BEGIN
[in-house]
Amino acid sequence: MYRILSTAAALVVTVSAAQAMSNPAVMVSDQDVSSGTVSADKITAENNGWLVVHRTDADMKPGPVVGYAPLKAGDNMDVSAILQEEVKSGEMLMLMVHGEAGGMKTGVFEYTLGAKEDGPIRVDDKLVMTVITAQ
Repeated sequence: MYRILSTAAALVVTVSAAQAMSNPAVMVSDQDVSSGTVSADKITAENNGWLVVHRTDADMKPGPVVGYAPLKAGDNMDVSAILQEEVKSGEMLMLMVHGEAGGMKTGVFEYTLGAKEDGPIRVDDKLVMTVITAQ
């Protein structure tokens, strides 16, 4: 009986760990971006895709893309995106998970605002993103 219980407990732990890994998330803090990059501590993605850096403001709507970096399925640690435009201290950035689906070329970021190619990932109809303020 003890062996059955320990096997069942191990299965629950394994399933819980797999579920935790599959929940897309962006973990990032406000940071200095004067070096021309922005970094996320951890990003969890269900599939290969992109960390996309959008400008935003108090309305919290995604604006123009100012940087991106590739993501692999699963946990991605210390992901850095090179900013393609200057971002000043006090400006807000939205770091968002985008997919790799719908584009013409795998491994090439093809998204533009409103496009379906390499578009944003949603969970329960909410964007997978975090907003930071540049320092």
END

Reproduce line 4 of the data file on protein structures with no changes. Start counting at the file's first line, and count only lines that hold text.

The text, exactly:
């Protein structure tokens, strides 16, 4: 009986760990971006895709893309995106998970605002993103 219980407990732990890994998330803090990059501590993605850096403001709507970096399925640690435009201290950035689906070329970021190619990932109809303020 003890062996059955320990096997069942191990299965629950394994399933819980797999579920935790599959929940897309962006973990990032406000940071200095004067070096021309922005970094996320951890990003969890269900599939290969992109960390996309959008400008935003108090309305919290995604604006123009100012940087991106590739993501692999699963946990991605210390992901850095090179900013393609200057971002000043006090400006807000939205770091968002985008997919790799719908584009013409795998491994090439093809998204533009409103496009379906390499578009944003949603969970329960909410964007997978975090907003930071540049320092």